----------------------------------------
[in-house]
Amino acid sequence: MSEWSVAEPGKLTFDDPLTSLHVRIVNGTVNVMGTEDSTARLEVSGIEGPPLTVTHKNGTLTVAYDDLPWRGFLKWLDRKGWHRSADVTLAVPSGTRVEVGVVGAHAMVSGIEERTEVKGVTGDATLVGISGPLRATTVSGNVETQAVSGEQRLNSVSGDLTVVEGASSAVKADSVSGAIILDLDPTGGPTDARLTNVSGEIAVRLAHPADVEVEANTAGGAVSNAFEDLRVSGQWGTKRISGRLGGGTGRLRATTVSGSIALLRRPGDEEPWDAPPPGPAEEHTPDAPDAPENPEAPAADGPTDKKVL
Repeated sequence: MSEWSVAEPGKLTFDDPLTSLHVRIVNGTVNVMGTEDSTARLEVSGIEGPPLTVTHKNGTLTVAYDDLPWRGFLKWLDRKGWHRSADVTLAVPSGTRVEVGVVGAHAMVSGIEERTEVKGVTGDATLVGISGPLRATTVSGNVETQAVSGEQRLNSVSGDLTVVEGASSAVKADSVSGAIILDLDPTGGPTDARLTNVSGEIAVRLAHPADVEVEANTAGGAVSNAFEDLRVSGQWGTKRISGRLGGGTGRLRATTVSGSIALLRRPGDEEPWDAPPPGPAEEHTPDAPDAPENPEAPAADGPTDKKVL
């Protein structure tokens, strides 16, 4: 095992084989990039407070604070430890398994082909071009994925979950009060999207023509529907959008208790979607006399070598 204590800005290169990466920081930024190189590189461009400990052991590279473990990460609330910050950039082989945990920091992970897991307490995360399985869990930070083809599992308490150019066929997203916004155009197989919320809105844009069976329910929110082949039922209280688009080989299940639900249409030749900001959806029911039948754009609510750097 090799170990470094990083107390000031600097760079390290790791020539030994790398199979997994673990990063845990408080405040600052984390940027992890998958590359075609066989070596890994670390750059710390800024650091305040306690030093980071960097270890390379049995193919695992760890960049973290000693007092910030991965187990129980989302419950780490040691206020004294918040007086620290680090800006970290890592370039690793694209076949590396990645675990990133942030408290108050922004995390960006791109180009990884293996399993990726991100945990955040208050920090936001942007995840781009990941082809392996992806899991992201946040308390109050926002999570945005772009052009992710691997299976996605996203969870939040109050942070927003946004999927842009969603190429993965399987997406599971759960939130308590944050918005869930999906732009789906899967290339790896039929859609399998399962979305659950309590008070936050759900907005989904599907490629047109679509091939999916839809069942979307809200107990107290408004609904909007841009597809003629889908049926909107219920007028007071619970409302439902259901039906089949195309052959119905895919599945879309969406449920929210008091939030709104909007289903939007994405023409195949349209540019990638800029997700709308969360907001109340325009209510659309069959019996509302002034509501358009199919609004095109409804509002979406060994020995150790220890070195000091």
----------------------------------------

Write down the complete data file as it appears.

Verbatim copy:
[in-house]
Amino acid sequence: MSEWSVAEPGKLTFDDPLTSLHVRIVNGTVNVMGTEDSTARLEVSGIEGPPLTVTHKNGTLTVAYDDLPWRGFLKWLDRKGWHRSADVTLAVPSGTRVEVGVVGAHAMVSGIEERTEVKGVTGDATLVGISGPLRATTVSGNVETQAVSGEQRLNSVSGDLTVVEGASSAVKADSVSGAIILDLDPTGGPTDARLTNVSGEIAVRLAHPADVEVEANTAGGAVSNAFEDLRVSGQWGTKRISGRLGGGTGRLRATTVSGSIALLRRPGDEEPWDAPPPGPAEEHTPDAPDAPENPEAPAADGPTDKKVL
Repeated sequence: MSEWSVAEPGKLTFDDPLTSLHVRIVNGTVNVMGTEDSTARLEVSGIEGPPLTVTHKNGTLTVAYDDLPWRGFLKWLDRKGWHRSADVTLAVPSGTRVEVGVVGAHAMVSGIEERTEVKGVTGDATLVGISGPLRATTVSGNVETQAVSGEQRLNSVSGDLTVVEGASSAVKADSVSGAIILDLDPTGGPTDARLTNVSGEIAVRLAHPADVEVEANTAGGAVSNAFEDLRVSGQWGTKRISGRLGGGTGRLRATTVSGSIALLRRPGDEEPWDAPPPGPAEEHTPDAPDAPENPEAPAADGPTDKKVL
């Protein structure tokens, strides 16, 4: 095992084989990039407070604070430890398994082909071009994925979950009060999207023509529907959008208790979607006399070598 204590800005290169990466920081930024190189590189461009400990052991590279473990990460609330910050950039082989945990920091992970897991307490995360399985869990930070083809599992308490150019066929997203916004155009197989919320809105844009069976329910929110082949039922209280688009080989299940639900249409030749900001959806029911039948754009609510750097 090799170990470094990083107390000031600097760079390290790791020539030994790398199979997994673990990063845990408080405040600052984390940027992890998958590359075609066989070596890994670390750059710390800024650091305040306690030093980071960097270890390379049995193919695992760890960049973290000693007092910030991965187990129980989302419950780490040691206020004294918040007086620290680090800006970290890592370039690793694209076949590396990645675990990133942030408290108050922004995390960006791109180009990884293996399993990726991100945990955040208050920090936001942007995840781009990941082809392996992806899991992201946040308390109050926002999570945005772009052009992710691997299976996605996203969870939040109050942070927003946004999927842009969603190429993965399987997406599971759960939130308590944050918005869930999906732009789906899967290339790896039929859609399998399962979305659950309590008070936050759900907005989904599907490629047109679509091939999916839809069942979307809200107990107290408004609904909007841009597809003629889908049926909107219920007028007071619970409302439902259901039906089949195309052959119905895919599945879309969406449920929210008091939030709104909007289903939007994405023409195949349209540019990638800029997700709308969360907001109340325009209510659309069959019996509302002034509501358009199919609004095109409804509002979406060994020995150790220890070195000091």